While the move could simplify the process of setting up the networks, which use a popular networking technology known as Wi-Fi, it could be bad news for companies such as Cisco and Netgear Inc., which sell wireless routers used in such networks for between $75 and $150 each, analysts said.
At an analyst meeting last week, Intel President and Chief Operating Officer Paul Otellini disclosed plans to include the capability of a wireless access point in a forthcoming chipset. The chipset is the lesser-known, but critically important, assistant to the microprocessor, the brain of a computer.
Today, consumers and businesses create Internet hot spots, or areas where the Web can be accessed wirelessly and at high speeds, by connecting a wireless access point to a high speed Internet connection from a cable or DSL line. Wireless access points broadcast signals as far as 150 feet away.
When Intel chipset, which is code-named Grantsdale, is released in the first half of next year, buyers of high-end computers using Intel’s Pentium 4 chips will no longer need to fuss with installing a separate wireless access point.
The chipset, however, will not include an actual Wi-Fi radio, so users will still need a wireless add-on card. Intel has said it eventually intends build a Wi-Fi radio into its microprocessors.
Intel’s Grantsdale project broadens the company’s efforts to promote Wi-Fi, the leading wireless standard for computers. Intel’s Centrino chips for mobile computers, which include a low-power microprocessor and a Wi-Fi chip, have generated $2 billion in revenue in their first year and made the company the new, dominant supplier of Wi-Fi chips, Otellini said.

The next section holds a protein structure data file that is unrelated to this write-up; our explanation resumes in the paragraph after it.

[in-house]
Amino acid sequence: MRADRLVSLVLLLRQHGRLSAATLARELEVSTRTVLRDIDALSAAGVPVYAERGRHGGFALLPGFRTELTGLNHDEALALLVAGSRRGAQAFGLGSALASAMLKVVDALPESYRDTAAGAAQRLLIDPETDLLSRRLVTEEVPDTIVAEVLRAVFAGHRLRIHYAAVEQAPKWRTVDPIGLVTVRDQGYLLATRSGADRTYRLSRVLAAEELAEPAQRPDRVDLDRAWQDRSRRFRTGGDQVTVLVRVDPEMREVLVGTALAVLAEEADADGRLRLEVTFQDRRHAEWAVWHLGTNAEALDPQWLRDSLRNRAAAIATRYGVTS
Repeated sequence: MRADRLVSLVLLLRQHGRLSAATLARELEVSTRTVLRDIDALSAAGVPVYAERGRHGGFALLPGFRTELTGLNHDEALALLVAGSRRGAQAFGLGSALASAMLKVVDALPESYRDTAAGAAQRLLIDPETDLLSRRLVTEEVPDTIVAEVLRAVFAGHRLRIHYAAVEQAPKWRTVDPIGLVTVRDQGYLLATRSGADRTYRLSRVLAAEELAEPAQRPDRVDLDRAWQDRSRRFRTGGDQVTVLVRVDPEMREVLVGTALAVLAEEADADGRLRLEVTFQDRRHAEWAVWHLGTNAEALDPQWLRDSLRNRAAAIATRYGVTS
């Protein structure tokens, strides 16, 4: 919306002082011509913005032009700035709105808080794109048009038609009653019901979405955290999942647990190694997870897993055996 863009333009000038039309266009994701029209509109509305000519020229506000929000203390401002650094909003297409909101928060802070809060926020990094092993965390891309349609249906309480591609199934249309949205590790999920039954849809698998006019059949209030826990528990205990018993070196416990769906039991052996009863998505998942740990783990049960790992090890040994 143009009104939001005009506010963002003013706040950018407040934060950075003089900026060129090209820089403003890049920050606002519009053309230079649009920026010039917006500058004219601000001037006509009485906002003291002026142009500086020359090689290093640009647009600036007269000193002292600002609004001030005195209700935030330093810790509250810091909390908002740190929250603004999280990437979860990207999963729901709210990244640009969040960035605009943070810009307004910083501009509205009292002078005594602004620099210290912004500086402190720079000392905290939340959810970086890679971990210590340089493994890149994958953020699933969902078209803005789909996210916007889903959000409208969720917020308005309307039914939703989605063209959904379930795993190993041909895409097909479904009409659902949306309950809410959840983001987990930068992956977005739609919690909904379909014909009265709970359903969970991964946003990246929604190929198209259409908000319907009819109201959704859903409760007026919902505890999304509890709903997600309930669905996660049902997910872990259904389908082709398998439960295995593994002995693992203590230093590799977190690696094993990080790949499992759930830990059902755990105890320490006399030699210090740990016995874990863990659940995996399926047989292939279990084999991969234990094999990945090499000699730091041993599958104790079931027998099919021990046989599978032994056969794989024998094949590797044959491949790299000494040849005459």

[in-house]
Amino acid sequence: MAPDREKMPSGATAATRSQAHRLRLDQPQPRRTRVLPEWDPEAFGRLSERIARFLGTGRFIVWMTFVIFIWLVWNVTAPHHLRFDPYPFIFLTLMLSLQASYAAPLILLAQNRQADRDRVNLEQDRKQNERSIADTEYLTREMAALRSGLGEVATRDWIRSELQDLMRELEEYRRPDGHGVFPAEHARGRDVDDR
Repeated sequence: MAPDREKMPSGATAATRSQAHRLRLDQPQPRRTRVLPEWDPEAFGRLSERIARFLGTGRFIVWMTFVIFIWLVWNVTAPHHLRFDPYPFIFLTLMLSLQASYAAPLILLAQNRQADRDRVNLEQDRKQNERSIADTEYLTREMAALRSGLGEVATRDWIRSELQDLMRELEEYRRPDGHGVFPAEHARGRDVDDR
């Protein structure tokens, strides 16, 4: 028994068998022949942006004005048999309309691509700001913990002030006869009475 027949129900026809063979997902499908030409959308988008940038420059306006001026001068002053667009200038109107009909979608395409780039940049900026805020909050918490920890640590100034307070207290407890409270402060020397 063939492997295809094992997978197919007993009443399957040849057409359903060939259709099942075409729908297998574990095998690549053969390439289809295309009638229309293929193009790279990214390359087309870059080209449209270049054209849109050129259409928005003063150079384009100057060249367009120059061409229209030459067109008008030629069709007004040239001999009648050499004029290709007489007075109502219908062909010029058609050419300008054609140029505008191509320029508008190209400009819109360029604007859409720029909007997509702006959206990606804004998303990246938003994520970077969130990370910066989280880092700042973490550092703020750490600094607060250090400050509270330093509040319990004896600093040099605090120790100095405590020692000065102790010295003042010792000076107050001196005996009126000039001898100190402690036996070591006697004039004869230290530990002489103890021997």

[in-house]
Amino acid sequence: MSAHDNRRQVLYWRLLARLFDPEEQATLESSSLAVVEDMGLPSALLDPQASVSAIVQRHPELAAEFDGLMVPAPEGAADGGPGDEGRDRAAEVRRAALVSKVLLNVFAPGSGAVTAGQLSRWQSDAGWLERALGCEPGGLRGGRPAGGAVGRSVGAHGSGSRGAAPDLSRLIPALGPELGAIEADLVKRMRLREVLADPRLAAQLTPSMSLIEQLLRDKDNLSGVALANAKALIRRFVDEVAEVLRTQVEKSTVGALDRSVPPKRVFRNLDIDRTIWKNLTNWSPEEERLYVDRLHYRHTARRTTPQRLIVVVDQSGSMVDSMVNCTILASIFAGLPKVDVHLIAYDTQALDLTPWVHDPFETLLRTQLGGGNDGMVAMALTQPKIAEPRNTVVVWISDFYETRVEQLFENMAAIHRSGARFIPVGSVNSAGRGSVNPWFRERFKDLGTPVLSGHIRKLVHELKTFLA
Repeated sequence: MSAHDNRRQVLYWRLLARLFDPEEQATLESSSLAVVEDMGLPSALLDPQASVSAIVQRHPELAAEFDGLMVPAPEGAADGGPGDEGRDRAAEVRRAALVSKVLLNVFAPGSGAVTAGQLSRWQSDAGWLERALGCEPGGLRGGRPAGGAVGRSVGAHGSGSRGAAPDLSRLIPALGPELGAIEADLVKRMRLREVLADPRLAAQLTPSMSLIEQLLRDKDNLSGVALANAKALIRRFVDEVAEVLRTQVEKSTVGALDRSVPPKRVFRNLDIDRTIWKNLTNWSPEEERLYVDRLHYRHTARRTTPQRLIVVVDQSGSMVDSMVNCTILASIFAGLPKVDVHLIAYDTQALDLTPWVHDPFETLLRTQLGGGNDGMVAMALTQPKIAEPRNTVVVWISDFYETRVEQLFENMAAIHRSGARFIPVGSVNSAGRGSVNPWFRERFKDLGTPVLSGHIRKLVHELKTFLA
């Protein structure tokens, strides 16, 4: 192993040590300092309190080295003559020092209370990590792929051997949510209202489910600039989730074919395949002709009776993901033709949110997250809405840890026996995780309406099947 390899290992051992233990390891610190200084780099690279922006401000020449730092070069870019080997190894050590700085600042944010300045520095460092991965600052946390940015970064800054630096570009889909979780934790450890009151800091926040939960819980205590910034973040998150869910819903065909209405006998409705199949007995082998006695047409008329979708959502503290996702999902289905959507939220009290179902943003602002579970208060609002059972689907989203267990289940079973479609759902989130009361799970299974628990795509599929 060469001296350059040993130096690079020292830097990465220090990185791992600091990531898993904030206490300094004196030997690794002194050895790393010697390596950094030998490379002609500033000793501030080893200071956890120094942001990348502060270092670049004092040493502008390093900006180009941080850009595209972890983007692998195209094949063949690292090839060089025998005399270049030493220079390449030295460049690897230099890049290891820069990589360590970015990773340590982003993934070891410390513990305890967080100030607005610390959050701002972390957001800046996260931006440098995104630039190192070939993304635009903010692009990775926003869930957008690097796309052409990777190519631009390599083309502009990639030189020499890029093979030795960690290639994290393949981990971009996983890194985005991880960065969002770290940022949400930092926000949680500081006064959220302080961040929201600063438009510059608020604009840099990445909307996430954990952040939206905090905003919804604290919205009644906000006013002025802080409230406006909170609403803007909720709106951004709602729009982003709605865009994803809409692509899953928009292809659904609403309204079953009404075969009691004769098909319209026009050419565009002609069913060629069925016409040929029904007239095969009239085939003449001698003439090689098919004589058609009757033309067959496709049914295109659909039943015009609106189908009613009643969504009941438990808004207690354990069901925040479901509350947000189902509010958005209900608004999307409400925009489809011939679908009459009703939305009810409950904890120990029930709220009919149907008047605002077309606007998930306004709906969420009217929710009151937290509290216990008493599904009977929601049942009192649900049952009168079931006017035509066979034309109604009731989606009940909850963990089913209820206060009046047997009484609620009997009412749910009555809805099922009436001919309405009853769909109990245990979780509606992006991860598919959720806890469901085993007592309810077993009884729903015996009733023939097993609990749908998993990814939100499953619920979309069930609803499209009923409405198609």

Intel’s foray into promoting Wi-Fi is credited with boosting sales of wireless networking products offered by a range of wireless equipment makers.
Sales of low-end access points could dip if PC owners rely on the capabilities of their Intel-powered desktop computers, said Ken Furer, a semiconductor analyst for IDC who researches the Wi-Fi market.
But Intel’s plan, he added, might break with a trend in wireless Internet access toward more advanced stand-alone wireless access points known as gateways, which bundle a cable or DSL modem with a wireless router.
“I think it certainly poses a threat to lower-end access points,” Furer said. “We’re seeing more momentum in terms of wireless going toward the gateway device than that functionality going into the PC,” Furer said.
A desktop computer that could share Internet access without the need for a stand-alone device could simplify the networking process and save computer owners some cash, said Nathan Brookwood, a principal analyst at research firm and consultancy Insight 64.
Still, he said, desktop computers would probably have to be kept on 24-hours a day for the network to always stay on, which could rack up the electricity bill, he said.
“It may appeal to some folks,” Brookwood said. “But by and large I think that the external appliance-type access point that people like Linksys and Netgear are selling by the bushel might be a much more effective way to solve that problem.”